In a film like Jaws, filmmakers must balance genuine tragedy with excitement. However, even a story that fascinates audiences does not compare to the real-world impact of these events. Sharks have long been the subject of filmmakers, both for conservation and cultural impact. After the Bite, a new documentary from director Ivy Meeropol, examines the town of Cape Cod after a fatal Shark Attack. As she explores the town, she witnesses shifting attitudes and the scientific hope to understand the creatures.
A series of shark attacks begin to occur off the coast of Cape Cod. After a young man – Arthur Medici – is fatally attacked by a shark, the town must reckon with its future as a seaside town. The town is torn between several ideologies. Some rely on the water and fish for their income. Others want to promote safer environments for humans over the conservation of sharks. At the same time, biologists try to find ways to stop attacks and conserve the ecological environment.
Meeropol embeds with various members of each group, helping draw a complete view of the town. When the camera team is with the people of the town, they express their frustrations. Some are angry about their livelihood disappearing. Another fisherman expresses remorse for contributing to overfishing issues.
Others express worry about climate change, with new species coming closer and closer to the beaches. From the south, fish flee to escape warmer waters. From the North, the melting ice caps are leaving creatures without habitats. Cape Cod finds itself in the middle of these two extremes.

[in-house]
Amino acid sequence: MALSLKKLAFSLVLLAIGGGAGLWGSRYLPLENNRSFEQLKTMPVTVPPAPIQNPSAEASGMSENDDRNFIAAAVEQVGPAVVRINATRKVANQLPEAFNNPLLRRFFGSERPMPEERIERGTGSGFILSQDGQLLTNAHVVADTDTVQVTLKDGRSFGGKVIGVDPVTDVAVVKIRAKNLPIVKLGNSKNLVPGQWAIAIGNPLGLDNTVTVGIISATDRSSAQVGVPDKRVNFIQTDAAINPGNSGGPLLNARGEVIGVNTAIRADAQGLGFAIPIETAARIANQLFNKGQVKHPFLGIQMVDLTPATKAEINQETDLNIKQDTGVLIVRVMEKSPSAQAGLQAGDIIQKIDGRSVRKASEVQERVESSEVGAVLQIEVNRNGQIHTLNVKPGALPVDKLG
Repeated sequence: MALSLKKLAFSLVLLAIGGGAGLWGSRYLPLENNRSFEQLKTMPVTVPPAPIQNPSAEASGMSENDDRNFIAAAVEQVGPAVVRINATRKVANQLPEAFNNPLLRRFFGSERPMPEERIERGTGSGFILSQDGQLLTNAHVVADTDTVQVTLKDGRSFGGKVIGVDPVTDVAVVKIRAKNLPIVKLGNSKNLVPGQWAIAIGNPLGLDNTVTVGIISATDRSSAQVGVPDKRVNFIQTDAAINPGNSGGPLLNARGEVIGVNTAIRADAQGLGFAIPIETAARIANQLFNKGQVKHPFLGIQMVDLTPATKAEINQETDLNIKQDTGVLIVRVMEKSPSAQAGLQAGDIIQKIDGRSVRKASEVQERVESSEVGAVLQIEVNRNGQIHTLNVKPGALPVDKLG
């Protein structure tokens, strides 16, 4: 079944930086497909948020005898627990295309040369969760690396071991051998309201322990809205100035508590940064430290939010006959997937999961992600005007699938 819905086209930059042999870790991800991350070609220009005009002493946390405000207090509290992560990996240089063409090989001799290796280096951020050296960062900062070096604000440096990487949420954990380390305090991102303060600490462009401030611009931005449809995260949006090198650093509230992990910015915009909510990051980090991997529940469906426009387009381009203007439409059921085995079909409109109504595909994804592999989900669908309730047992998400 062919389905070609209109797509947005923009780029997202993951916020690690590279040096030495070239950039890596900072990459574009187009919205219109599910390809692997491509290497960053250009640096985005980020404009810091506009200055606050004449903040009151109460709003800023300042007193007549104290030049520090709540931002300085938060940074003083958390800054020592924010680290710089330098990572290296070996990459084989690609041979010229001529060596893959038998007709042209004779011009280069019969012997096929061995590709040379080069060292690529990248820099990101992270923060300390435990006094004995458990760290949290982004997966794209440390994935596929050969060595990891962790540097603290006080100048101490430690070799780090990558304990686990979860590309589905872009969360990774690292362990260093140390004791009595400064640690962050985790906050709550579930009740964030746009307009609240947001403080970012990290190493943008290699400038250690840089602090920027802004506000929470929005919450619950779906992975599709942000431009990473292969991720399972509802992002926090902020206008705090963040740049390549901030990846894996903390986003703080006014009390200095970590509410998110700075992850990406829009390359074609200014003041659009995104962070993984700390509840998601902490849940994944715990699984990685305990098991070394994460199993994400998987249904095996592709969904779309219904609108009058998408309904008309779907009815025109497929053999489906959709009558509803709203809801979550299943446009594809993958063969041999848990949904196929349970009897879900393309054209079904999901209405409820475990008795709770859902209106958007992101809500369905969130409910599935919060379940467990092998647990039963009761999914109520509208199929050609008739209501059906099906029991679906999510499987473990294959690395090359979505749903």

Following scientists and those living in town, Meeropol gets considerable nature footage. Much of it feels unique, including adding trackers to sharks to watch their patterns of attack on seals. While this seemingly has little value, it can inform us how to avoid replicating these splash patterns.
Perhaps most worrisome, scientists worry about the threat of the next pandemic situation. More than ten percent of the seals surveyed during one testing session were infected with a strain of influenza. If this strain were to jump to humans, whether through contact with seals, birds, or other creatures, our bodies may not be ready for the virus that spreads. Meeropol explores this part of the story through natural progressions of thought. It does not come from right field but instead feels like the genuine exclamation point at the end of a sentence.
Meeropol lets the people of Cape Cod speak for themselves. If there are guided questions, they are not included. However, given the various conflicting ideologies on display, she appears to let her subjects voice their own fears and values. It’s a wise approach, as other nature documentaries have leaned too hard into using narration. Instead, After the Bite displays compelling arguments from the many viewpoints expressed in the film, never leaving those speaking about their experience to appear weak or uninformed.
While After the Bite leans towards conservation, it also asks audiences to think about our place in the world. The personal stakes for each participant may vary, but there’s power in understanding these differing viewpoints. Meeropol captures marvelous images, but it’s the small moments between the subjects that bring the film to life.